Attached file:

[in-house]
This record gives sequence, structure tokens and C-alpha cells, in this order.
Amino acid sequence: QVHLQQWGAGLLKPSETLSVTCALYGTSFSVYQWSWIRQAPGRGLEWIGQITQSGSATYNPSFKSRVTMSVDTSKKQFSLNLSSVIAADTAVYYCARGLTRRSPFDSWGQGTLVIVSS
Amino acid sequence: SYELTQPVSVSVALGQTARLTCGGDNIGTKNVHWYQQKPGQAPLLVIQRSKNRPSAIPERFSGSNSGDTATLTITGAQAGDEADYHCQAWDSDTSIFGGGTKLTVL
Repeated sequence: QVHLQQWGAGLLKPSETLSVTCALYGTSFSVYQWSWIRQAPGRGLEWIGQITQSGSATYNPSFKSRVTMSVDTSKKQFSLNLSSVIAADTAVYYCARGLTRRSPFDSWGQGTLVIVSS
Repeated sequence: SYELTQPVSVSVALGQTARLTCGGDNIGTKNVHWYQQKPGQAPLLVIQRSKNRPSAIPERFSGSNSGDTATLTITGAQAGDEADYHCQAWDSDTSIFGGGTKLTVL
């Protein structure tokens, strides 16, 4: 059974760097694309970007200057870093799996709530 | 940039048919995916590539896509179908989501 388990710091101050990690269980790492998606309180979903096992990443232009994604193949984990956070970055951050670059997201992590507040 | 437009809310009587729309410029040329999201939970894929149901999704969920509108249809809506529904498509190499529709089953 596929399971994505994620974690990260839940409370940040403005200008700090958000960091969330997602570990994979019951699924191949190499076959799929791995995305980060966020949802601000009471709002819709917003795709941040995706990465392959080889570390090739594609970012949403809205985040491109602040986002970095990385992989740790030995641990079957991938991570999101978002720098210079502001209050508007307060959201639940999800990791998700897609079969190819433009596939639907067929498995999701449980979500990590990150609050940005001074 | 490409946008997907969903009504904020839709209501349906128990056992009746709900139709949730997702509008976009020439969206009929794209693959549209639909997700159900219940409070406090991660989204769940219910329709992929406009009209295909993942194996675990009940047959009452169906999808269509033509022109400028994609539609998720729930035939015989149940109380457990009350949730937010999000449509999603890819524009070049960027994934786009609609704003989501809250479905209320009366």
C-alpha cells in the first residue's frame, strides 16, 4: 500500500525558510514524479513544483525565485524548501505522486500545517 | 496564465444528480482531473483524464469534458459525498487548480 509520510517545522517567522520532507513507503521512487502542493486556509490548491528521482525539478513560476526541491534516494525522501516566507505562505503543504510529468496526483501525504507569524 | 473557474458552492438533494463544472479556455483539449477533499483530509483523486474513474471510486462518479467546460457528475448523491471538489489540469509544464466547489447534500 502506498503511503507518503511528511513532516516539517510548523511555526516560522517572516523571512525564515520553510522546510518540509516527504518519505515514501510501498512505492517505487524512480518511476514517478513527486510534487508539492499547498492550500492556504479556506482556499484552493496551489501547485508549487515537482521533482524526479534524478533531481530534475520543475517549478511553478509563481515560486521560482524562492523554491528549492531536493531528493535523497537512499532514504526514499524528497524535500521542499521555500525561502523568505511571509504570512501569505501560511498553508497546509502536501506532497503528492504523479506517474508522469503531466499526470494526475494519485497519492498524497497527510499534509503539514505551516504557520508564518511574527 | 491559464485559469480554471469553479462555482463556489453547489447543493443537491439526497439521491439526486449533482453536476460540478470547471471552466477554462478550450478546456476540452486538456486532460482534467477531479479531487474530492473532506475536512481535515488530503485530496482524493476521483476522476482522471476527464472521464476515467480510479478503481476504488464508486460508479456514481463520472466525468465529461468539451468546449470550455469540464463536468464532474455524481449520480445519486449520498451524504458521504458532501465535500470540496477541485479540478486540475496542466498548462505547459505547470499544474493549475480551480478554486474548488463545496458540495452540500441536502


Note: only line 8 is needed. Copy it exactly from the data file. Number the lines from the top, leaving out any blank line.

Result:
C-alpha cells in the first residue's frame, strides 16, 4: 500500500525558510514524479513544483525565485524548501505522486500545517 | 496564465444528480482531473483524464469534458459525498487548480 509520510517545522517567522520532507513507503521512487502542493486556509490548491528521482525539478513560476526541491534516494525522501516566507505562505503543504510529468496526483501525504507569524 | 473557474458552492438533494463544472479556455483539449477533499483530509483523486474513474471510486462518479467546460457528475448523491471538489489540469509544464466547489447534500 502506498503511503507518503511528511513532516516539517510548523511555526516560522517572516523571512525564515520553510522546510518540509516527504518519505515514501510501498512505492517505487524512480518511476514517478513527486510534487508539492499547498492550500492556504479556506482556499484552493496551489501547485508549487515537482521533482524526479534524478533531481530534475520543475517549478511553478509563481515560486521560482524562492523554491528549492531536493531528493535523497537512499532514504526514499524528497524535500521542499521555500525561502523568505511571509504570512501569505501560511498553508497546509502536501506532497503528492504523479506517474508522469503531466499526470494526475494519485497519492498524497497527510499534509503539514505551516504557520508564518511574527 | 491559464485559469480554471469553479462555482463556489453547489447543493443537491439526497439521491439526486449533482453536476460540478470547471471552466477554462478550450478546456476540452486538456486532460482534467477531479479531487474530492473532506475536512481535515488530503485530496482524493476521483476522476482522471476527464472521464476515467480510479478503481476504488464508486460508479456514481463520472466525468465529461468539451468546449470550455469540464463536468464532474455524481449520480445519486449520498451524504458521504458532501465535500470540496477541485479540478486540475496542466498548462505547459505547470499544474493549475480551480478554486474548488463545496458540495452540500441536502